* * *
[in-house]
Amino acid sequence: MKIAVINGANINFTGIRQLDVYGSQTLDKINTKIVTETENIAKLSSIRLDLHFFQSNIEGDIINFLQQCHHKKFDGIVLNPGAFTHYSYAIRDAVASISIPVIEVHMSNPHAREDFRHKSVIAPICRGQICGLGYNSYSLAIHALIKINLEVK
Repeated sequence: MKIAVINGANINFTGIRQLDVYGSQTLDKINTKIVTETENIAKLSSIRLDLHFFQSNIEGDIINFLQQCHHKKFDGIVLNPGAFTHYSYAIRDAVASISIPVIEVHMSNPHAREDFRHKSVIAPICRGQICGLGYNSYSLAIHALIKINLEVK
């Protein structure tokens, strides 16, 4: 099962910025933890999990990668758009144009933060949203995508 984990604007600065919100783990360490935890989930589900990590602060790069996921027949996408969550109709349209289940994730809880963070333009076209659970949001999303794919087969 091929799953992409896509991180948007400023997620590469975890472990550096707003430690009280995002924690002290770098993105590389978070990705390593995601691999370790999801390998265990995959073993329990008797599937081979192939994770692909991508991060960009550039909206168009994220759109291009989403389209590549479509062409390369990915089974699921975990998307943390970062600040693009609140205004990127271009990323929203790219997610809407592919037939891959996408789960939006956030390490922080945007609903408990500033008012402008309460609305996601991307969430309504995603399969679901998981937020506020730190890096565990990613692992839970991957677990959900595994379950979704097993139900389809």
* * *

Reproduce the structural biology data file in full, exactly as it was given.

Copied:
[in-house]
Amino acid sequence: MKIAVINGANINFTGIRQLDVYGSQTLDKINTKIVTETENIAKLSSIRLDLHFFQSNIEGDIINFLQQCHHKKFDGIVLNPGAFTHYSYAIRDAVASISIPVIEVHMSNPHAREDFRHKSVIAPICRGQICGLGYNSYSLAIHALIKINLEVK
Repeated sequence: MKIAVINGANINFTGIRQLDVYGSQTLDKINTKIVTETENIAKLSSIRLDLHFFQSNIEGDIINFLQQCHHKKFDGIVLNPGAFTHYSYAIRDAVASISIPVIEVHMSNPHAREDFRHKSVIAPICRGQICGLGYNSYSLAIHALIKINLEVK
């Protein structure tokens, strides 16, 4: 099962910025933890999990990668758009144009933060949203995508 984990604007600065919100783990360490935890989930589900990590602060790069996921027949996408969550109709349209289940994730809880963070333009076209659970949001999303794919087969 091929799953992409896509991180948007400023997620590469975890472990550096707003430690009280995002924690002290770098993105590389978070990705390593995601691999370790999801390998265990995959073993329990008797599937081979192939994770692909991508991060960009550039909206168009994220759109291009989403389209590549479509062409390369990915089974699921975990998307943390970062600040693009609140205004990127271009990323929203790219997610809407592919037939891959996408789960939006956030390490922080945007609903408990500033008012402008309460609305996601991307969430309504995603399969679901998981937020506020730190890096565990990613692992839970991957677990959900595994379950979704097993139900389809």